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Henri Rousseau: Toll Gate (circa 1888-1892)
"The price of progress might not be my soul …"

If there's no such thing as a free lunch—and I'm not fully prepared to accept this premise—then it might follow that all human activity exacts some sort of toll or tax on the human engaging in it. Repetitive motion injuries have been widely recognized and humbly acknowledged. It seems as if half of the more common syndromes carry a professional designation: Coal Miner's Lung, Cyclist's Knee. The most dedicated come to wear their self-inflicted infirmity as a badge of honor designating their self discipline. The less fervent might use their wound as an excuse or a cautionary example, whining rather more than seems strictly proper or necessary. I, myself, maintain a growing list of physical complaints which seem to stem from our Grand Refurbishment work. Some hold no obvious connection, by which I mean that I cannot point to a specific event or action which resulted in the affliction, but each fresh wound appeared during the period in which I was engaged in Refurbishing work, so I classify it by association. I see them as a result of my engaging whether or not they actually were. I consider these damages as representing the Tolls of Refurbishing. I feel equally honored and embarrassed by their presence.

I noticed that my fingerprint no longer works as a security check when awakening my phone.
Perhaps my fingerprint wore off from close association with sanding or maybe the fine fairy dust I discovered beneath the carpet just filled in the ridges, leaving me with essentially a robot's finger. I'm most often wearing thin vinyl gloves so I might have sweated my fingerprints off. Whatever the cause, I sense a loss of identity as a result. If not even my own personal, unchangeable fingerprint no longer represents me, who have I become? Sure, I can enter my Pastword instead of pointing my finger, but as we all know, smart phone Pastwords belong to a special class of codes which cannot be consistently entered on the first try and usually require additional attempts, especially if the need to enter them seems urgent. For want of a Pastword, the call was dropped and the stability of civilization severely threatened. It's not unknown for entire cultures to crumble under less stress. Fingerprint security was more important than I recognized. Now that it's lost, I've lost a subtly significant part of myself.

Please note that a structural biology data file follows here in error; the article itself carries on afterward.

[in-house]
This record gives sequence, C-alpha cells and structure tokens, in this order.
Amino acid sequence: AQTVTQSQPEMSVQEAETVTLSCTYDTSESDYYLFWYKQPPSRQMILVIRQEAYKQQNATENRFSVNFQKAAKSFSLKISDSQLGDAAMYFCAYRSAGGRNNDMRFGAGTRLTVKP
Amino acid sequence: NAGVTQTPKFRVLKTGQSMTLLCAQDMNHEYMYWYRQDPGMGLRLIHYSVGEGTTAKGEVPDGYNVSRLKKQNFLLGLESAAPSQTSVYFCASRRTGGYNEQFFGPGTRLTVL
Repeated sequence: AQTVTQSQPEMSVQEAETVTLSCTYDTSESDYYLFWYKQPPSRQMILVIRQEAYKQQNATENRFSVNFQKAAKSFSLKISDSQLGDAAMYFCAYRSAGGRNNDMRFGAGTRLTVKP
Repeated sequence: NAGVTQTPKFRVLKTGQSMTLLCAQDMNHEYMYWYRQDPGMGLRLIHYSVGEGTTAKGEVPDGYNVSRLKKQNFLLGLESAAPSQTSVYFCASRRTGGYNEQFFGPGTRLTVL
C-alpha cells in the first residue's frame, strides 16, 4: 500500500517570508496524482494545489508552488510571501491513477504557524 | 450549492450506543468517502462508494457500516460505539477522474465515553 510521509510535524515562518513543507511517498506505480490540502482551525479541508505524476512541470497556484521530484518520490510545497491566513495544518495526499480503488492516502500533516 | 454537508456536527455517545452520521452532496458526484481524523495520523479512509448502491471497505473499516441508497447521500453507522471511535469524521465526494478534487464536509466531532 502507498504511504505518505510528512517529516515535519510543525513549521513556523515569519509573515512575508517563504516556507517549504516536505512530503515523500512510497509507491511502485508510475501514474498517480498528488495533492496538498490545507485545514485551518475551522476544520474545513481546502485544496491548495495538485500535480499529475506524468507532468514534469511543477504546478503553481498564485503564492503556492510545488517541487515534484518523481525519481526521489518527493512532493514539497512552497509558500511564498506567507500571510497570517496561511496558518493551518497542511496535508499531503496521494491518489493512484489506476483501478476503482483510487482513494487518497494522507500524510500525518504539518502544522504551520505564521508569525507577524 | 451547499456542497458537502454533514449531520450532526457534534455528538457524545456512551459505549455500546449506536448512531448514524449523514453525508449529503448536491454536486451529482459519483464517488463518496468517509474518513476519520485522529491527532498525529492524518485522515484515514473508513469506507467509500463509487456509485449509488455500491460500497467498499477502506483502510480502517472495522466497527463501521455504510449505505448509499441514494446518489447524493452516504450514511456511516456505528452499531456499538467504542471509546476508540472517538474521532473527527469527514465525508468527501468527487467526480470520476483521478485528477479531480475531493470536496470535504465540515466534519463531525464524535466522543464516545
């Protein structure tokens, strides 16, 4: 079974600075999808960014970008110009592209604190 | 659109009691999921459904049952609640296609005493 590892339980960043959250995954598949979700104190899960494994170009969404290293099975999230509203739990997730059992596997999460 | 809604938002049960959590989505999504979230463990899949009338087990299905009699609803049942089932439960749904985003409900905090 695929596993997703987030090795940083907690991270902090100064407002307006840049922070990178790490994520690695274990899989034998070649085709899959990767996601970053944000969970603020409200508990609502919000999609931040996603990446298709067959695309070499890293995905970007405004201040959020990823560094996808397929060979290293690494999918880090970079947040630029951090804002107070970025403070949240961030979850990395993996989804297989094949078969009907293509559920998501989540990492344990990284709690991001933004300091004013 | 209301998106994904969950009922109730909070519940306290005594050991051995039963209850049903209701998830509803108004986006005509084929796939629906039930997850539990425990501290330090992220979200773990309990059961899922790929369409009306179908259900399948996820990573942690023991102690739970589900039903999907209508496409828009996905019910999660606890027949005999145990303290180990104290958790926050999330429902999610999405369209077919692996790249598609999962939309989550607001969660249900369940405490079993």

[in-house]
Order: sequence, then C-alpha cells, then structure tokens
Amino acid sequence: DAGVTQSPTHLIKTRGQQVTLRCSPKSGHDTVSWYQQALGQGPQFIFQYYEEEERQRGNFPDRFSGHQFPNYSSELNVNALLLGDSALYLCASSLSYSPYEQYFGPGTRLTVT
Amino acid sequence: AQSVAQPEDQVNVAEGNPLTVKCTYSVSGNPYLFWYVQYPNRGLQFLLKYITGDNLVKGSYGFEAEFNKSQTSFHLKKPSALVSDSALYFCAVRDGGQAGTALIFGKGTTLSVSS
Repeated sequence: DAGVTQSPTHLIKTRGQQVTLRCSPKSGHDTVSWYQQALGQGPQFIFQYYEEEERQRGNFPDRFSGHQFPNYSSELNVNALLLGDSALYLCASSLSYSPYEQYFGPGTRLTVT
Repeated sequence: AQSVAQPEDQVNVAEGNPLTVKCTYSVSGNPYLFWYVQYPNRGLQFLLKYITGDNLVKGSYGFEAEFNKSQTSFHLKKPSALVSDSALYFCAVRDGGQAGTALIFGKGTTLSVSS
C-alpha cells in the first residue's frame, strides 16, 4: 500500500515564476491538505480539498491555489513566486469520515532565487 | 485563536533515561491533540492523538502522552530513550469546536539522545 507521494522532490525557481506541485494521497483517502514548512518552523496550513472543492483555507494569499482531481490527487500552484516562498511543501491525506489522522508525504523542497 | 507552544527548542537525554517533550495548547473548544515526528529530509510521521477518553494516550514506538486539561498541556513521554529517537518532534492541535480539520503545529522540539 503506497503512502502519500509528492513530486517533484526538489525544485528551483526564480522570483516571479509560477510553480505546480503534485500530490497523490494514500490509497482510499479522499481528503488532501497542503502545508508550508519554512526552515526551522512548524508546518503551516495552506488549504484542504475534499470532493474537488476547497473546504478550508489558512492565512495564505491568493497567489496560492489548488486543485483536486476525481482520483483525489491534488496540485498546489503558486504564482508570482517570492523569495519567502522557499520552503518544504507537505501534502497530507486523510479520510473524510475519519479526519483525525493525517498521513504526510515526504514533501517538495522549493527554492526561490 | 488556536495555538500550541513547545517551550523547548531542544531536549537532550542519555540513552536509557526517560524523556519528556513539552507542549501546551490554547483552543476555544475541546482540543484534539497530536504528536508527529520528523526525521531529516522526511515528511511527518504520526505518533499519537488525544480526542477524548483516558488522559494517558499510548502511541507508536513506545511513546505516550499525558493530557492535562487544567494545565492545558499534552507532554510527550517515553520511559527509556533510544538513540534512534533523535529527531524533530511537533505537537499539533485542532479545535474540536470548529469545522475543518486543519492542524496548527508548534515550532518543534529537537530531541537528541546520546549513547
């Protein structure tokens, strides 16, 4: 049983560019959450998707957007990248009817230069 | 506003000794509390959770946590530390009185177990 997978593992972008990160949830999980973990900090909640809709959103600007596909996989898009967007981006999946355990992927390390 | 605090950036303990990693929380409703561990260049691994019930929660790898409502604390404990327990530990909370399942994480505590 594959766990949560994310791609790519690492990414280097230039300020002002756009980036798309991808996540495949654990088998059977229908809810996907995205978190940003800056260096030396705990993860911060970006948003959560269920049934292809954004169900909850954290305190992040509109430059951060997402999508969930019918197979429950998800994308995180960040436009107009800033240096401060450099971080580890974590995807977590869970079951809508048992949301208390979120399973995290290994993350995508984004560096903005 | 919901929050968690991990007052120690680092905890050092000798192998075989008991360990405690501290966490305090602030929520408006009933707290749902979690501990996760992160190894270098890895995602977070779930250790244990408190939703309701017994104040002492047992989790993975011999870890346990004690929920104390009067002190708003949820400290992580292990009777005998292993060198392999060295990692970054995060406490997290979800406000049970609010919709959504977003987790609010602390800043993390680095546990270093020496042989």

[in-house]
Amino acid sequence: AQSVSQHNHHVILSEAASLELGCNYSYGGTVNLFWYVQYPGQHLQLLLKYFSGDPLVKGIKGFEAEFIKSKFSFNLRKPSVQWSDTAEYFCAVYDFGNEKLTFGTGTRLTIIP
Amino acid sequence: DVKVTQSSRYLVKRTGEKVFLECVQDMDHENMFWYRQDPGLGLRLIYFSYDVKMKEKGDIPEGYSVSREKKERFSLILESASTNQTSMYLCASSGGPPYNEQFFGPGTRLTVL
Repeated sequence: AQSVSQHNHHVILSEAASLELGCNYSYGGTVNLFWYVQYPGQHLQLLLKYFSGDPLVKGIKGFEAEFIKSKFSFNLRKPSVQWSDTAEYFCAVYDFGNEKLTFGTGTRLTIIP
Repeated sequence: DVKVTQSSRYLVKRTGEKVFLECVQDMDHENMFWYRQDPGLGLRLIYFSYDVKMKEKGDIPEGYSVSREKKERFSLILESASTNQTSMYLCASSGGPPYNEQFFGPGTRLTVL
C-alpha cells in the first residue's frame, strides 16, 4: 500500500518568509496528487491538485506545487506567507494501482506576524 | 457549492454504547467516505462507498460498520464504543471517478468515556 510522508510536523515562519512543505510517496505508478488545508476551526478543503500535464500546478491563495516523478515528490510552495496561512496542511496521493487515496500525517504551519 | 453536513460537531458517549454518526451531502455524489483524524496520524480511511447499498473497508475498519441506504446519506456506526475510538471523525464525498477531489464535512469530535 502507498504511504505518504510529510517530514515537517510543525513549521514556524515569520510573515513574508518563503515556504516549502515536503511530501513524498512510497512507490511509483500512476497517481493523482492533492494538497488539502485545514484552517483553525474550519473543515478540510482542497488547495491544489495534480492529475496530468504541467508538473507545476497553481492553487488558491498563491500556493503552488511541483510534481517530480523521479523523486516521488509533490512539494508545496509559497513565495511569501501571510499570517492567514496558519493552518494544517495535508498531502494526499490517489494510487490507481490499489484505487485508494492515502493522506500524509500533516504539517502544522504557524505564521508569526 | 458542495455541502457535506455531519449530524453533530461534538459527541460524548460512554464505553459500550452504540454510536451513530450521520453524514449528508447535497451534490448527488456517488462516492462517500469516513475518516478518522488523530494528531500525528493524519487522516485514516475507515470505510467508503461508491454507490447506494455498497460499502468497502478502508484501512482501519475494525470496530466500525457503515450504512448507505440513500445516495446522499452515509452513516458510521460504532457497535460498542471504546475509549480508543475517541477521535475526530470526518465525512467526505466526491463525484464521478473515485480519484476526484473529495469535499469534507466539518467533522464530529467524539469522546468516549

I sprained both of my wrists last week when I tripped over a bucket out in my Pop-up Paint Shoppe. I landed hard, jarring myself into an alternate consciousness, and as I recounted in yesterday's post, I experienced an unwanted form of enlightenment as a result. I deliberately decided to just muscle myself through and beyond the experience, even keeping it a secret for a time, though I considered whining to mom and getting tucked into bed, but my mom's not available to perform such services anymore and The Muse's not my parent. I finally spilled to The Muse, saying that I fell hard, on my knee, palms, and face, leaving bruising and road rash on my palms. I consequently cannot carry very much weight. It hurts to lift. Even stirring last night's soup elicited a grimace. I seem to be recovering, but that Toll seemed unusually threatening. It could have been that the price of passing that gate was ruinous. I might have never recovered.

My elders wisely counseled me to always be especially careful what I wish for, not so much, perhaps, because I might somehow receive that wish but because of the potential cost of receiving it. Some people, elders prominent among them, become wary of difference as they age. They hold on more than letting go and seem sometimes to try to stop or slow down changes, perhaps because they've been forced into paying Tolls of their own in the past, or watched loved ones paying theirs. Not all Tolls seem onerous, but most feel threatening. Earning a well-deserved badge of courage costs lost innocence. Wisdom never quite recovers the wealth achieved from ignorance and surrendered to receive uncertainty and circumspection in return. I walk funnier now than I remember walking before we started this project. I expect that most of the cost of this advancement might turn out to have been an investment, temporary loss becoming eventual gain. I'll be pleased just to recover my gait if not my fingerprint. The price of progress might not be my soul, but seems to be exacted on my body. The one entering the tollgate is never the same one who exits. We leave bits of ourselves and not just small change in the toll taker's pocket as we pass.

©2021 by David A. Schmaltz - all rights reserved

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